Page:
After following this teaching for a few years, one married couple begins to feel that something is just missing from the picture. “Surely”, the woman says to her husband one evening, “there must be more to marriage than just having sex all the time.”
The man muses for a moment and then replies, “You’re right honey. Marriage cannot be reduced to sex. In fact, I think the opposite must be true. Marriage is about abstinence.”
Now imagine there is a complete swing of the pendulum. This couple begins teaching that marriage can be reduced to abstinence, with the consequence that whole communities of married couples follow them, congregating together to agree to never have sex with their spouse again. Why would you want to have sex since marriage is about abstinence?
Now what did both these approaches share in common? Both approaches are defining marriage in relation to sex. One approach defines marriage in relation to having sex, and one approach defines marriage in relation to not having sex. Although you cannot have a marriage without sex, that does not mean that marriage is reducible to sex in either direction.
The point I want to illustrate by this example is that sometimes what appears to be two extremes is often simply two sides to the same coin. A temple prostitute for the cult of Aphrodite will define holiness in relation to having sex, while an ascetic medieval monk will define holiness in relation to not having sex, but the religion of both revolved around the same object.
Now let’s apply that same principle to Christianity and rules.
One of the things we find in shallow, unthinking evangelical Christianity is a tendency to view everything in terms of rules. This can lead to two extremes. On the one hand, it can produce a legalistic version of Christianity. Since everything is viewed in terms of rules, living as a Christian is reduced to a list of do’s and don’ts.
Realising that this kind of legalism is antithetic to the gospel of grace, many evangelicals go to the other extreme and say that living under grace means no rules. To be under grace instead of law, they say, means not being under the burden of rules.
In both cases, faith is being defined by its relationship to rules, just like in my above examples, both approaches to marriage were being defined in relation to sex. Whether the gospel is viewed as meaning that we are under lots of rules or whether the gospel is viewed as meaning that we are not under any rules, in both cases it is being defined by its relationship to ethics. As such, both approaches are fundamentally legalistic. (In logic, we would call these contrary approaches not contradictory approaches. A contradiction occurs when two statements necessarily have an opposite truth value: if one statement is true, then the other must be false, and visa versa. Statements can be said to be contrary, on the other hand, when they can both be false at the same time, even when they cannot both be true.)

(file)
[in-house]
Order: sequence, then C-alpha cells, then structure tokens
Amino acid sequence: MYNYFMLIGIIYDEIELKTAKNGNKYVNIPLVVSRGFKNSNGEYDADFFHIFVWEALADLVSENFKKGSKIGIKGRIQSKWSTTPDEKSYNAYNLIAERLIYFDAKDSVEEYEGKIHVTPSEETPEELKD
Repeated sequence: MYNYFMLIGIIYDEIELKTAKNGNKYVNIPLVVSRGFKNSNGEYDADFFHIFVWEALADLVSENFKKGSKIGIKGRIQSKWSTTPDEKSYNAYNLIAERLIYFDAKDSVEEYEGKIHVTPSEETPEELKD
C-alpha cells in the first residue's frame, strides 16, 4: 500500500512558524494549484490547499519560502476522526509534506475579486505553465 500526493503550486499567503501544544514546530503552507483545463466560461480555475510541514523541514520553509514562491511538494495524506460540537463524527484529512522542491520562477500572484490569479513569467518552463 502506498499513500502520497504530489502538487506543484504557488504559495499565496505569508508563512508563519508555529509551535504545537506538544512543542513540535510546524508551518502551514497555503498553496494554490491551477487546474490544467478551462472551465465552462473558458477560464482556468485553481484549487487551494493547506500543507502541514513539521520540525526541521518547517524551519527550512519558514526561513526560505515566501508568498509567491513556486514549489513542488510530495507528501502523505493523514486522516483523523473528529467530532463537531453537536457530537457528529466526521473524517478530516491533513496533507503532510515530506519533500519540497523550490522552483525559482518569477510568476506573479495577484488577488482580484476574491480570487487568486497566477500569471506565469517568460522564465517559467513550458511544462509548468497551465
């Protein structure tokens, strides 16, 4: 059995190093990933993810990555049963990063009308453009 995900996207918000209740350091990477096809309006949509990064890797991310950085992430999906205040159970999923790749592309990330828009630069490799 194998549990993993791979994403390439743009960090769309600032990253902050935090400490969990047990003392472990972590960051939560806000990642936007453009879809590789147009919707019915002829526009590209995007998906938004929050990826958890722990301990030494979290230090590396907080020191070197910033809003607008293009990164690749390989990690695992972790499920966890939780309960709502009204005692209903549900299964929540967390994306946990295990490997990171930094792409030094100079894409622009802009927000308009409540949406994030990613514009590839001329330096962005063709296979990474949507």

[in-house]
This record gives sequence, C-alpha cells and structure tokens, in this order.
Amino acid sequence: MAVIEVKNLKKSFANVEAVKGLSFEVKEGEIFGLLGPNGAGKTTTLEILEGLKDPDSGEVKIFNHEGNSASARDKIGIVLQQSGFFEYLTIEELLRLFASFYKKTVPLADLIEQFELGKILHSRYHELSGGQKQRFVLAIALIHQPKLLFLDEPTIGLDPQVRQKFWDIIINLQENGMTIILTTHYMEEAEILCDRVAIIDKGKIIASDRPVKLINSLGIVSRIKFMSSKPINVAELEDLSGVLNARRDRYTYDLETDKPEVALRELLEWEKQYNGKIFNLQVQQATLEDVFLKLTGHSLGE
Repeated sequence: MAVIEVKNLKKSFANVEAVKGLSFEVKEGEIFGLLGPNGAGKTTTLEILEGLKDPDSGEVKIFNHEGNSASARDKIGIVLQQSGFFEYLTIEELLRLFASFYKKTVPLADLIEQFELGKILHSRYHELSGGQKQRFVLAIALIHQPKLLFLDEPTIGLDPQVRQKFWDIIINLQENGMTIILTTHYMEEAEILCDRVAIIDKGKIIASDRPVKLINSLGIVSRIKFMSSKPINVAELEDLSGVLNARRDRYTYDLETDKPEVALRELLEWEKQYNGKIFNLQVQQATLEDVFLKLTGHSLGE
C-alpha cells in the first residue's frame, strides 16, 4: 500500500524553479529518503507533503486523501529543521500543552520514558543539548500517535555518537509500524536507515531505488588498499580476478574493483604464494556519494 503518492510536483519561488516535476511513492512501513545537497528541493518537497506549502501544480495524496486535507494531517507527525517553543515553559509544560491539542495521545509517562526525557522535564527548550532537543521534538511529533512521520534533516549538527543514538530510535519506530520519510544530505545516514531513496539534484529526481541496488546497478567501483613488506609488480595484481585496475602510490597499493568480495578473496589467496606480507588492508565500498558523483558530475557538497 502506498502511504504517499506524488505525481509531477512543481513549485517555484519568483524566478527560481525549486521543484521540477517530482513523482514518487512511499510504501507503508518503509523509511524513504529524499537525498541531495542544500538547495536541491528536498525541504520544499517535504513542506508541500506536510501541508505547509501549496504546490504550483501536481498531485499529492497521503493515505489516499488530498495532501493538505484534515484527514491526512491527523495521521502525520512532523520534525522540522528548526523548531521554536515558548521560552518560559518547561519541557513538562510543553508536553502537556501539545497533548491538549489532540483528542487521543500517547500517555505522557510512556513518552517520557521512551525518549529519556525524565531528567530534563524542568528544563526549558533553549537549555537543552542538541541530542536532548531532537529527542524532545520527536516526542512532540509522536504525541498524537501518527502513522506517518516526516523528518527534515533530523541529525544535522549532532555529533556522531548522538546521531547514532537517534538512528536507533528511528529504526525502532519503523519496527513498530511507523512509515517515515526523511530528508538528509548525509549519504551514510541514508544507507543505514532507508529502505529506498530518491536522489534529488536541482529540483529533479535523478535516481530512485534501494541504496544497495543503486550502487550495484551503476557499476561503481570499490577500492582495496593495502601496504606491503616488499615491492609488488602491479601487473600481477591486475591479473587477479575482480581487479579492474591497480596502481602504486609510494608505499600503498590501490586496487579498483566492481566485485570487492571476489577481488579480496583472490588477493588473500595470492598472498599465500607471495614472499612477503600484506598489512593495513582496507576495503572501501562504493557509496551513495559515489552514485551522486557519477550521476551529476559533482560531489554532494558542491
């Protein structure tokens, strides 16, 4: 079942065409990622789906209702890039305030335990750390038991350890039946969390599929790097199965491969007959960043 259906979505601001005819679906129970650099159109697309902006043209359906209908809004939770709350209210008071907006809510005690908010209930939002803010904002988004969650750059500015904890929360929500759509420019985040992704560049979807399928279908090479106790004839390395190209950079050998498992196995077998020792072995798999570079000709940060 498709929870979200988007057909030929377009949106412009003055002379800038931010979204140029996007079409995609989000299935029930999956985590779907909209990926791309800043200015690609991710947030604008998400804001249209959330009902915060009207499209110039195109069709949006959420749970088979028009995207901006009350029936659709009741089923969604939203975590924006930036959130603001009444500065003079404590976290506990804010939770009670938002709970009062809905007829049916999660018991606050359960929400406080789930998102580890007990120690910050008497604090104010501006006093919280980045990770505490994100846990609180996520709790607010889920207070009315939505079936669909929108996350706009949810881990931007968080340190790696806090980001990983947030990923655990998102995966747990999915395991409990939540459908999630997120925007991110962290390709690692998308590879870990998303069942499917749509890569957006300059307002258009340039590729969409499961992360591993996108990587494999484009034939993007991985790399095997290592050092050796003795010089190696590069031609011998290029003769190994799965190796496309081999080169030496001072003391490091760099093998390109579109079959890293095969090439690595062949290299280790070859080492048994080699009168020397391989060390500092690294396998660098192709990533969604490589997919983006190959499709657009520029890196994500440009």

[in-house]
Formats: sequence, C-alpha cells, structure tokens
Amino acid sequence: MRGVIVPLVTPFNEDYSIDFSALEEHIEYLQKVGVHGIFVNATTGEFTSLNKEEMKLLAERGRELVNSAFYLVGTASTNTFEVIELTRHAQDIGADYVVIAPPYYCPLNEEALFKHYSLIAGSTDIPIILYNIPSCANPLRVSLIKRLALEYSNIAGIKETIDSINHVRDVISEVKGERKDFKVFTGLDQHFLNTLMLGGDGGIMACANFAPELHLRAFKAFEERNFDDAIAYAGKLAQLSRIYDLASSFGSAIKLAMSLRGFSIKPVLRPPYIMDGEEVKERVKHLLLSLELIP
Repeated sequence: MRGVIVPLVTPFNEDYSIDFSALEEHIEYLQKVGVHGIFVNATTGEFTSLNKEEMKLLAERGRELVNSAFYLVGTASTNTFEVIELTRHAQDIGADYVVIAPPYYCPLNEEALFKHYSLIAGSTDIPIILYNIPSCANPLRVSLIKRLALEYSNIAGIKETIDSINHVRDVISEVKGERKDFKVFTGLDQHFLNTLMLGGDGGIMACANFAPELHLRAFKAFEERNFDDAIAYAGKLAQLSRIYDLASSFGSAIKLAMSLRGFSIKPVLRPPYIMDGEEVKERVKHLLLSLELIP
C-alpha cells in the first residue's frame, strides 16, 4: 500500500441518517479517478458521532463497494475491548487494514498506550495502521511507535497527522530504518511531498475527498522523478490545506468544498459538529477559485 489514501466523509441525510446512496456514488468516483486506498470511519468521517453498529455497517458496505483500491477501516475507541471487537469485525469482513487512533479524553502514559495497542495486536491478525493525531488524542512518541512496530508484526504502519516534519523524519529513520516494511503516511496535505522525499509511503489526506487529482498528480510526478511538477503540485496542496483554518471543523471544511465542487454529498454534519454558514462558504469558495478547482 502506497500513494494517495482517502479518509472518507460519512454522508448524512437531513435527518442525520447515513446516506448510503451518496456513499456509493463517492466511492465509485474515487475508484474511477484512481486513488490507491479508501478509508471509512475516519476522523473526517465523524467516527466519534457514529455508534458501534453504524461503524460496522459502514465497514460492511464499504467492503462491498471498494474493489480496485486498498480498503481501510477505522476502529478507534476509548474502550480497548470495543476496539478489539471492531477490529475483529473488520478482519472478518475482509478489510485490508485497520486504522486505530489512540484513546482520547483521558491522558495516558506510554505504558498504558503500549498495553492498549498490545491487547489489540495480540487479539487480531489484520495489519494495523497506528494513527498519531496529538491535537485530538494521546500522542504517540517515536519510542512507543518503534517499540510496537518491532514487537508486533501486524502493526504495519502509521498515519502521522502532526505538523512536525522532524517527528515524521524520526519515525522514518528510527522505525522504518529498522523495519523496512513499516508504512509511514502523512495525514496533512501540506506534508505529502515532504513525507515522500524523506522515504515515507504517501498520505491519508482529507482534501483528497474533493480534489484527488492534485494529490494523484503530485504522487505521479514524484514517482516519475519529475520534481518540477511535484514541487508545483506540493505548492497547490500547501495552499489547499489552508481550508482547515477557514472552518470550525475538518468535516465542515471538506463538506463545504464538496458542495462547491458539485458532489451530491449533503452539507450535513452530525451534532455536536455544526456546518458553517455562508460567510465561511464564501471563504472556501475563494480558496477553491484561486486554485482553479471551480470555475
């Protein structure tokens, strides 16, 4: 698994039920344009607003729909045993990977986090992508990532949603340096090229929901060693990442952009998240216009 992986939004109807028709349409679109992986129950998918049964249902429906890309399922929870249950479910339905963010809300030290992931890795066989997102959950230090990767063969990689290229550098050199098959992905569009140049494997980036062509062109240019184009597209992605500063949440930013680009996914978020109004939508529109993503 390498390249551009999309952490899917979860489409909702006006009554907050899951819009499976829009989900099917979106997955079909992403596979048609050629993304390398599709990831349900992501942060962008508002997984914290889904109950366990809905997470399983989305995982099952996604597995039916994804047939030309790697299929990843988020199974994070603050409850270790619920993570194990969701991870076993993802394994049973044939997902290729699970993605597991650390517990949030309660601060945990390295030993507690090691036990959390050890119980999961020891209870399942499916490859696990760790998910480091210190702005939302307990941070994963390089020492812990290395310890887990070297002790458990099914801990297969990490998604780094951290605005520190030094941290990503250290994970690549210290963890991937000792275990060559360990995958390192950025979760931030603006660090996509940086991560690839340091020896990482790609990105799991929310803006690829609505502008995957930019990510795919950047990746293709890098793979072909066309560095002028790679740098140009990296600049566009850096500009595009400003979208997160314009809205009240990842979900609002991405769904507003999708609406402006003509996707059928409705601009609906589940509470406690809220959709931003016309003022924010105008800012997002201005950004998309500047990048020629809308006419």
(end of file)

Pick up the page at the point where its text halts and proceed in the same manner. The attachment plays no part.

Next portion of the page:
The Biblical approach is not that Christianity is a list of rules, but neither is it that grace sets us free from being under any rules. This is because grace is not fundamentally about rules one way or the other. Rather, it is about what Jesus Christ has done and is doing in us and in the world.
Now it is true that one of the things the Lord is doing in us is to write His laws on our hearts (Jer. 33), just as it is true that one of the things that secures a marriage is sexual union. In the same way that you cannot have marriage without sex, so you cannot have Christianity without ethics (Matt. 18:15-18; Luke 6:46; John 13:34, 35; 15:5, 6, 10; Rom. 1:5; I Cor. 5:1, 4, 5, 11 cf; II Thess. 1:6-8; Rev. 2:5). But just as marriage cannot be reduced to either having sex or not having sex, so Christianity cannot be reduced to keeping rules or not keeping rules. Lifestyle is a necessary part of the Christian walk, but it is not what defines it, just as sex is a necessary part of marriage but is not what defines it. Lifestyle may tell us who is a Christian but lifestyle does not make a person a Christian since you can live a Christian lifestyle and still be unregenerate Similarly, sexual union may tell us who is married, but sexual union does not make two people married (there is such a thing is fornication).
There are many areas where my analogy could be shown to break down. But I think it gets my point across. It helps to explain why evangelical communities that have not understood the heart of the gospel inevitably fluctuate between the polarities of legalism and licence. Those who embrace the later, arguing that grace sets us free from being under rules, are unwittingly setting people up for the legalism they think they vigorously oppose since they are orienting people to think that grace is fundamentally defined in relation to rules.
As I suggest elsewhere (see HERE and HERE), when Paul says that we are under grace instead of law, he is contrasting salvation by Christ the Messiah, with its implications about the universality of his reign and the restoration of the kingdom of God, over against the narrow disgracing of the grace by those who would reinstate the old boundary markers as the distinguishing features of the covenant community. What were the old boundary markers that distinguish the people of God? Observance of Torah (law), circumcision, etc. So under the new covenant, God's grace has done away with the Torah as the distinguishing feature of the people of God. We are under the grace not law. Put another way, it is faith in Jesus the Messiah and not the works of the flesh (circumcision, observance of Torah) that now marks out God’s covenant people, and that faith is manifested in baptism and works of righteousness (see above verses).
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